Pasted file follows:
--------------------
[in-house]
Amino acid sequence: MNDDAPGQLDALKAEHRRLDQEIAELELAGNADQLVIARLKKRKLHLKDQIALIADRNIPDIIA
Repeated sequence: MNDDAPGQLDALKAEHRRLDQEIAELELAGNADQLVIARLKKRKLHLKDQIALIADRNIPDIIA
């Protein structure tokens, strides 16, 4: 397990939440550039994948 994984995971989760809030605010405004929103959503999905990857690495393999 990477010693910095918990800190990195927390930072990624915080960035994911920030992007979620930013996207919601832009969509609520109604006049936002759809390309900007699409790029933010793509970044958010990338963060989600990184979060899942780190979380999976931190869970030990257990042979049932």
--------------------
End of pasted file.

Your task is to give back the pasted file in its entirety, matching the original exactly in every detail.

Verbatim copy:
[in-house]
Amino acid sequence: MNDDAPGQLDALKAEHRRLDQEIAELELAGNADQLVIARLKKRKLHLKDQIALIADRNIPDIIA
Repeated sequence: MNDDAPGQLDALKAEHRRLDQEIAELELAGNADQLVIARLKKRKLHLKDQIALIADRNIPDIIA
């Protein structure tokens, strides 16, 4: 397990939440550039994948 994984995971989760809030605010405004929103959503999905990857690495393999 990477010693910095918990800190990195927390930072990624915080960035994911920030992007979620930013996207919601832009969509609520109604006049936002759809390309900007699409790029933010793509970044958010990338963060989600990184979060899942780190979380999976931190869970030990257990042979049932």